Shoulder Instability and Shoulder Dislocations
The shoulder joint is made up of a ball (humeral head) and a shallow flat socket (glenoid). The labrum is a thin piece of tissue that lines the rim of the glenoid that helps keep the ball in the socket through a large range of motion. However, because of the incredible mobility, the shoulder is at higher risk of dislocation compared to other joints, such as the hip, where the socket is much deeper. Dislocations of the shoulder most frequently occur in the setting of traumatic injury such as a fall, or participation in contact sports, including football or hockey. Dr. Chahla is a sports medicine trained orthopaedic surgeon, from Chicago, IL and is experienced in the diagnosis and treatment of shoulder instability and shoulder dislocations.
When the shoulder dislocates, it can come out of the joint in a variety of directions. Most commonly, the shoulder dislocates out the front and downwards, or what your doctor might describe as an anteroinferior dislocation. Injuries where the ball (humeral head) dislocates out the back, called posterior dislocations, are less common. When the shoulder dislocates it can damage both the socket (glenoid) and the ball (humeral head). Injuries can include small fractures or dents in the bone, or injuries to the surrounding soft tissue. Most commonly, dislocations result in damage to the labrum, which again, is the tissue that lines the rim of the glenoid socket. In addition, dislocations can stretch out and damage the joint capsule, making it more likely that the shoulder will dislocate again.
How do you diagnose shoulder instability or a shoulder dislocation?
If you experience a shoulder dislocation or instability, you should seek medical attention. If the shoulder remains dislocated, you should seek immediate treatment to have your shoulder relocated. However, even if the shoulder goes back into place by itself, there may be damage to the surrounding structures that need treatment.
Common symptoms of shoulder dislocation include significant pain, weakness, loss of range of motion, and inability or difficulty moving the arm. Patients can also experience popping sensations or potentially numbness of the arm. In cases of suspected shoulder dislocations or instability, Dr. Chahla will ask you several questions to gather a history of your shoulder symptoms, followed by a complete physical examination of the shoulder, and often imaging to evaluate the bone and soft tissue of the shoulder joint (x-rays, MRI, etc.).
Dr. Chahla will ask you about the history of your shoulder symptoms including how you injured the shoulder, how many dislocations you have had, activities that make your symptoms worse, and what activities you would like to be able to do in the future. Next, the physical exam of the shoulder will include an evaluation of strength, range of motion, and a thorough assessment to make sure there are no injuries to the nerves or blood vessels in your arm. In addition, there are several specific tests that Dr. Chahla can perform to determine if there is any increased motion or laxity (load and shift test, sulcus sign), or sensations of instability (apprehension and relocation tests).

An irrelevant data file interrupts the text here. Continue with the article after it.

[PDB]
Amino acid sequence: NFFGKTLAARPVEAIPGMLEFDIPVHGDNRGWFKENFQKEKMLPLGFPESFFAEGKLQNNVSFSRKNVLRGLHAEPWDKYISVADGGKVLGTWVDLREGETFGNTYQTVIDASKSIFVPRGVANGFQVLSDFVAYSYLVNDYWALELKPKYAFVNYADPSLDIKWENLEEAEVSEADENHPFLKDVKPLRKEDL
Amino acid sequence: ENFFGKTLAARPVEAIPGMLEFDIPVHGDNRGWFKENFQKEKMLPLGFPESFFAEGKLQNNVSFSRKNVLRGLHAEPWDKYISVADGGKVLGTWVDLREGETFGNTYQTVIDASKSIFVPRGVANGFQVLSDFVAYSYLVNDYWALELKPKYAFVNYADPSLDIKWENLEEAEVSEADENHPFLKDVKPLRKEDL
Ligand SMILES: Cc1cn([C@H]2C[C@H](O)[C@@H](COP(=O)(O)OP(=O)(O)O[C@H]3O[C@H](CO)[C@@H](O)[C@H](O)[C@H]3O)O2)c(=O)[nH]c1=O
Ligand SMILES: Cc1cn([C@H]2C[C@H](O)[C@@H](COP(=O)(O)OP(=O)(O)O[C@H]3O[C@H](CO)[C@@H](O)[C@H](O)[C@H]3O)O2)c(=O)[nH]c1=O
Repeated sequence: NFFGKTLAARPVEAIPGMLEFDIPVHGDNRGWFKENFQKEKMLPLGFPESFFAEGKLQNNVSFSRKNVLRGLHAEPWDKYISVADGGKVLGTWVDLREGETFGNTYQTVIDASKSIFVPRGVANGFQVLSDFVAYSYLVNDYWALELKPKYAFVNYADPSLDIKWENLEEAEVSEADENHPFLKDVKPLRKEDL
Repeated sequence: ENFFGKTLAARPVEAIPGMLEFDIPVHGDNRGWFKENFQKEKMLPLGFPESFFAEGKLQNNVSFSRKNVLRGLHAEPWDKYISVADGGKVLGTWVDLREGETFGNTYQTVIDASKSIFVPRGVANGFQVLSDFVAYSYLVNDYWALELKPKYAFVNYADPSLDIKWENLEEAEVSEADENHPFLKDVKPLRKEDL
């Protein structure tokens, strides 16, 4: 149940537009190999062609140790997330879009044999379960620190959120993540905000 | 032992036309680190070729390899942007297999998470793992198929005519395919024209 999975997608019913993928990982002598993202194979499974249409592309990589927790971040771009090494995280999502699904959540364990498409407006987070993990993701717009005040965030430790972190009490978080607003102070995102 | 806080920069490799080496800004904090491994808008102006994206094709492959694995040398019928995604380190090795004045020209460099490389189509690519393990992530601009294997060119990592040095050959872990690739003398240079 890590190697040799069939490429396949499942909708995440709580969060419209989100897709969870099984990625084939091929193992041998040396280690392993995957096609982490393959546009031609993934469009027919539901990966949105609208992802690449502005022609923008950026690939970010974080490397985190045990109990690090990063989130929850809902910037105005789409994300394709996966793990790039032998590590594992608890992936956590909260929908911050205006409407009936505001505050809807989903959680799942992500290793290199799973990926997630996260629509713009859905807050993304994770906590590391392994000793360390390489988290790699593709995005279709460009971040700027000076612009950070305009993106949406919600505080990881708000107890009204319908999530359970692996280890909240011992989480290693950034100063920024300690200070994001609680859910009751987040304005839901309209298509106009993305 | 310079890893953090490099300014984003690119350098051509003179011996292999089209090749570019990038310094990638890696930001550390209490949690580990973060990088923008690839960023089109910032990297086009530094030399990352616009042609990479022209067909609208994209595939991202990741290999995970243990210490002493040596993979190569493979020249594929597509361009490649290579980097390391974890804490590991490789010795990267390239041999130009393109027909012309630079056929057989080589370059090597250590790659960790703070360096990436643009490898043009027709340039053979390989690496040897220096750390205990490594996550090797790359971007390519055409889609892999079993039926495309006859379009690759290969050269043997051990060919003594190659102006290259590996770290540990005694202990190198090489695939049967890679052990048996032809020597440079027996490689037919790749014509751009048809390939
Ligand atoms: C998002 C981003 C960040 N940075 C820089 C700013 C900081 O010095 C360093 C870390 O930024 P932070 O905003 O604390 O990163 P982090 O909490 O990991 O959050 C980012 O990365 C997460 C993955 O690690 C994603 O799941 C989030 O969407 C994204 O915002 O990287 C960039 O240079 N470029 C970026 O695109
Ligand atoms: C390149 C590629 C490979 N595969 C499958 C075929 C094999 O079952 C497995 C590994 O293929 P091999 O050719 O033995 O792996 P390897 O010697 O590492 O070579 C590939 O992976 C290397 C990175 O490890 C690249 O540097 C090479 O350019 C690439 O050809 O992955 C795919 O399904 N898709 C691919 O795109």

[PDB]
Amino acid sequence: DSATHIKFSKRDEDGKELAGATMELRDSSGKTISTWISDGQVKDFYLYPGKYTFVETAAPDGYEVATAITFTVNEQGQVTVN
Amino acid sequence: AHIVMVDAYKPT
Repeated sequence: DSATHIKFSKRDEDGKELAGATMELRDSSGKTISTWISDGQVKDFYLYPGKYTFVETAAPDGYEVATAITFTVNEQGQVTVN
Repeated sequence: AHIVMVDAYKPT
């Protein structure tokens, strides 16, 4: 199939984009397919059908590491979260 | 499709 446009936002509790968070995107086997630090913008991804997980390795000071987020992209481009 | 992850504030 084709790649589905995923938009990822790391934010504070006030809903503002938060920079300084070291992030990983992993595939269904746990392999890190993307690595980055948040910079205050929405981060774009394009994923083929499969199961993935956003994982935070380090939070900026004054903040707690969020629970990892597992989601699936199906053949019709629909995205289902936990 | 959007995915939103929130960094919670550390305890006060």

Imaging including x-rays and MRI (magnetic resonance imaging) are frequently used as well. X-rays can help make sure that the shoulder is located within the socket, and evaluate for any fractures. MRI can be used to determine if there are any injuries to the soft-tissues surrounding the shoulder, including the labrum. Based on all of the information gathered from the history, physical exam, and imaging, Dr. Chahla can discuss treatment options based on your goals and activity level.
How are shoulder dislocations and shoulder instability treated?
For the treatment of shoulder instability and dislocations, there are both non-surgical and surgical options. Much of this is determined by your specific injury, age, activity level, and future goals. Dr. Chahla can work with you to determine what the best option is for you, your injury, and activity goals.
Non-surgical options typically include a period of rest and immobilization using a sling. Medications can also be used for a brief period of time to help relieve pain. This is then followed by physical therapy to help regain strength and range of motion. This is usually the first option in patients with a single dislocation or instability event. However, if there are fractures or other injuries that are found on x-ray or MRI, surgical options may be recommended.
Surgical options are typically used in cases where patients have had multiple dislocations or instability events, or there are injuries to the tissues surrounding the shoulder that require surgery. Most commonly, these are injuries to the labrum.
In most cases, surgery can be performed arthroscopically, using a camera and very small incisions. This approach can be used to repair the labrum and help tighten the tissues surrounding the shoulder to prevent future dislocations. After surgery, you would be placed in a sling for a period of time, followed by physical therapy to regain strength and range of motion.
In some cases, particularly when there have been many dislocation events, other surgeries may be required. In these cases, the glenoid (socket) may be damaged or worn down from repeated dislocations. In these instances, you may need to rebuild or reconstruct the glenoid using bone, which requires a larger incision in the front of the shoulder. There are multiple procedures that can be performed, and Dr. Chahla can discuss which one may be best for you.
At a Glance
Dr. Jorge Chahla
- Triple fellowship-trained sports medicine surgeon
- Performs over 500 surgeries per year
- Assistant professor of orthopedic surgery at Rush University
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